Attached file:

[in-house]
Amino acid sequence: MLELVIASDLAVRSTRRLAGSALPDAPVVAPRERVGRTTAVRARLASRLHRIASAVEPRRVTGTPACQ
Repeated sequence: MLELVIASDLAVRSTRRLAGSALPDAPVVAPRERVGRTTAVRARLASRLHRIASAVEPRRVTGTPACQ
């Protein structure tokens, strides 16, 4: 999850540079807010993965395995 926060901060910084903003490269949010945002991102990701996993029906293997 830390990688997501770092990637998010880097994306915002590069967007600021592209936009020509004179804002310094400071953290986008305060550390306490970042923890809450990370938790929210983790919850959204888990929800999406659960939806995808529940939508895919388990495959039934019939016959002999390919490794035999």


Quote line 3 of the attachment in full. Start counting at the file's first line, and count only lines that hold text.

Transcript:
Repeated sequence: MLELVIASDLAVRSTRRLAGSALPDAPVVAPRERVGRTTAVRARLASRLHRIASAVEPRRVTGTPACQ